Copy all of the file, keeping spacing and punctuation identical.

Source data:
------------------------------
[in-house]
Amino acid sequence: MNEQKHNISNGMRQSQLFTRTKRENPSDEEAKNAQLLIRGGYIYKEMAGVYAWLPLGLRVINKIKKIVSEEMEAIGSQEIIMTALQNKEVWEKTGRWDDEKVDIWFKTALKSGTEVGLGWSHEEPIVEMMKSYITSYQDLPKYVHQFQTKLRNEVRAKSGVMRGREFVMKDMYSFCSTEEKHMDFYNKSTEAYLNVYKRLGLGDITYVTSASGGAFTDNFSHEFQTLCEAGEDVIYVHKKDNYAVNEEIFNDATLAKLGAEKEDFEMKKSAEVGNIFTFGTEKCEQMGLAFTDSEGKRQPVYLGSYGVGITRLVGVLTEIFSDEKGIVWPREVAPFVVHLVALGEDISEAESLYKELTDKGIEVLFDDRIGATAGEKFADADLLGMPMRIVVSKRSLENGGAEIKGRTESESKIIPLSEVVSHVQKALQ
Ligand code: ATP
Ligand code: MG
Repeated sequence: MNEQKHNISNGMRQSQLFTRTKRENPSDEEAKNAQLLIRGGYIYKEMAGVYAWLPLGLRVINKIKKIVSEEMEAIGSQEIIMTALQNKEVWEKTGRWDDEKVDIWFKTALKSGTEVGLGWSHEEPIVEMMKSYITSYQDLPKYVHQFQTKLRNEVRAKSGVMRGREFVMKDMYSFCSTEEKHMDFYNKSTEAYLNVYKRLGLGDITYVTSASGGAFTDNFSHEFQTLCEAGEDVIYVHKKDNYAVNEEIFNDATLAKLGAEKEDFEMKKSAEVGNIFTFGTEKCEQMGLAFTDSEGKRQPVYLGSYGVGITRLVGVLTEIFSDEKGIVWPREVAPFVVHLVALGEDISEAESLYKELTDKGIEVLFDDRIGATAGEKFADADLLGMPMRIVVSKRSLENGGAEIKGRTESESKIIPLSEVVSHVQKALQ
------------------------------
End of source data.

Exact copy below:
[in-house]
Amino acid sequence: MNEQKHNISNGMRQSQLFTRTKRENPSDEEAKNAQLLIRGGYIYKEMAGVYAWLPLGLRVINKIKKIVSEEMEAIGSQEIIMTALQNKEVWEKTGRWDDEKVDIWFKTALKSGTEVGLGWSHEEPIVEMMKSYITSYQDLPKYVHQFQTKLRNEVRAKSGVMRGREFVMKDMYSFCSTEEKHMDFYNKSTEAYLNVYKRLGLGDITYVTSASGGAFTDNFSHEFQTLCEAGEDVIYVHKKDNYAVNEEIFNDATLAKLGAEKEDFEMKKSAEVGNIFTFGTEKCEQMGLAFTDSEGKRQPVYLGSYGVGITRLVGVLTEIFSDEKGIVWPREVAPFVVHLVALGEDISEAESLYKELTDKGIEVLFDDRIGATAGEKFADADLLGMPMRIVVSKRSLENGGAEIKGRTESESKIIPLSEVVSHVQKALQ
Ligand code: ATP
Ligand code: MG
Repeated sequence: MNEQKHNISNGMRQSQLFTRTKRENPSDEEAKNAQLLIRGGYIYKEMAGVYAWLPLGLRVINKIKKIVSEEMEAIGSQEIIMTALQNKEVWEKTGRWDDEKVDIWFKTALKSGTEVGLGWSHEEPIVEMMKSYITSYQDLPKYVHQFQTKLRNEVRAKSGVMRGREFVMKDMYSFCSTEEKHMDFYNKSTEAYLNVYKRLGLGDITYVTSASGGAFTDNFSHEFQTLCEAGEDVIYVHKKDNYAVNEEIFNDATLAKLGAEKEDFEMKKSAEVGNIFTFGTEKCEQMGLAFTDSEGKRQPVYLGSYGVGITRLVGVLTEIFSDEKGIVWPREVAPFVVHLVALGEDISEAESLYKELTDKGIEVLFDDRIGATAGEKFADADLLGMPMRIVVSKRSLENGGAEIKGRTESESKIIPLSEVVSHVQKALQ